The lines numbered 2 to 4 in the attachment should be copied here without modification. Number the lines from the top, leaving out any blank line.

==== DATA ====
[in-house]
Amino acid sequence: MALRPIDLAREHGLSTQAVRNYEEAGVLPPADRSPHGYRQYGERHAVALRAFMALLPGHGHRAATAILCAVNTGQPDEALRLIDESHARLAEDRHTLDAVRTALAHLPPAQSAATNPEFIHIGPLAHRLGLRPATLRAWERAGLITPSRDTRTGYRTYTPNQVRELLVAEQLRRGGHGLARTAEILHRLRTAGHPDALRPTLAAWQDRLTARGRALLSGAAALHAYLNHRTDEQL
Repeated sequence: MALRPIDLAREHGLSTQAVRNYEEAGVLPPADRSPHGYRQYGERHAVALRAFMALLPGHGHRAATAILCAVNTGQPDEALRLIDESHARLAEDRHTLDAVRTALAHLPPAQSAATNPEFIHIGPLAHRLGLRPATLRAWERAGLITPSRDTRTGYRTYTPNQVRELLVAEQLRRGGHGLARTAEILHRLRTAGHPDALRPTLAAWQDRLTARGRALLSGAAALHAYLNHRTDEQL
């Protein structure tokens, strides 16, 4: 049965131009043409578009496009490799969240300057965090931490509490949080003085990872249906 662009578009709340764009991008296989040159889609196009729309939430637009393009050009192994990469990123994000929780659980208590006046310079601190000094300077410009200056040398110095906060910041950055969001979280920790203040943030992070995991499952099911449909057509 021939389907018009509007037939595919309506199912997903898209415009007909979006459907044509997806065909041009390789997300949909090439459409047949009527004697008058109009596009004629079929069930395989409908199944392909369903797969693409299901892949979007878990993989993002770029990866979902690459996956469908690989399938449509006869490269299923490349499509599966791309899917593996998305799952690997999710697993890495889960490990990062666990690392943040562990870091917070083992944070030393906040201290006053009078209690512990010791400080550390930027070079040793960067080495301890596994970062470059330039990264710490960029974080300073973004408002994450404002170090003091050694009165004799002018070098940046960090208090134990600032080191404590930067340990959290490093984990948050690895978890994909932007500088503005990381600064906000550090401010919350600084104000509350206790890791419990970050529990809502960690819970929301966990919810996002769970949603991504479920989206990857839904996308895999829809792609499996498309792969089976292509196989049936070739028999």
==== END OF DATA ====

Amino acid sequence: MALRPIDLAREHGLSTQAVRNYEEAGVLPPADRSPHGYRQYGERHAVALRAFMALLPGHGHRAATAILCAVNTGQPDEALRLIDESHARLAEDRHTLDAVRTALAHLPPAQSAATNPEFIHIGPLAHRLGLRPATLRAWERAGLITPSRDTRTGYRTYTPNQVRELLVAEQLRRGGHGLARTAEILHRLRTAGHPDALRPTLAAWQDRLTARGRALLSGAAALHAYLNHRTDEQL
Repeated sequence: MALRPIDLAREHGLSTQAVRNYEEAGVLPPADRSPHGYRQYGERHAVALRAFMALLPGHGHRAATAILCAVNTGQPDEALRLIDESHARLAEDRHTLDAVRTALAHLPPAQSAATNPEFIHIGPLAHRLGLRPATLRAWERAGLITPSRDTRTGYRTYTPNQVRELLVAEQLRRGGHGLARTAEILHRLRTAGHPDALRPTLAAWQDRLTARGRALLSGAAALHAYLNHRTDEQL
């Protein structure tokens, strides 16, 4: 049965131009043409578009496009490799969240300057965090931490509490949080003085990872249906 662009578009709340764009991008296989040159889609196009729309939430637009393009050009192994990469990123994000929780659980208590006046310079601190000094300077410009200056040398110095906060910041950055969001979280920790203040943030992070995991499952099911449909057509 021939389907018009509007037939595919309506199912997903898209415009007909979006459907044509997806065909041009390789997300949909090439459409047949009527004697008058109009596009004629079929069930395989409908199944392909369903797969693409299901892949979007878990993989993002770029990866979902690459996956469908690989399938449509006869490269299923490349499509599966791309899917593996998305799952690997999710697993890495889960490990990062666990690392943040562990870091917070083992944070030393906040201290006053009078209690512990010791400080550390930027070079040793960067080495301890596994970062470059330039990264710490960029974080300073973004408002994450404002170090003091050694009165004799002018070098940046960090208090134990600032080191404590930067340990959290490093984990948050690895978890994909932007500088503005990381600064906000550090401010919350600084104000509350206790890791419990970050529990809502960690819970929301966990919810996002769970949603991504479920989206990857839904996308895999829809792609499996498309792969089976292509196989049936070739028999």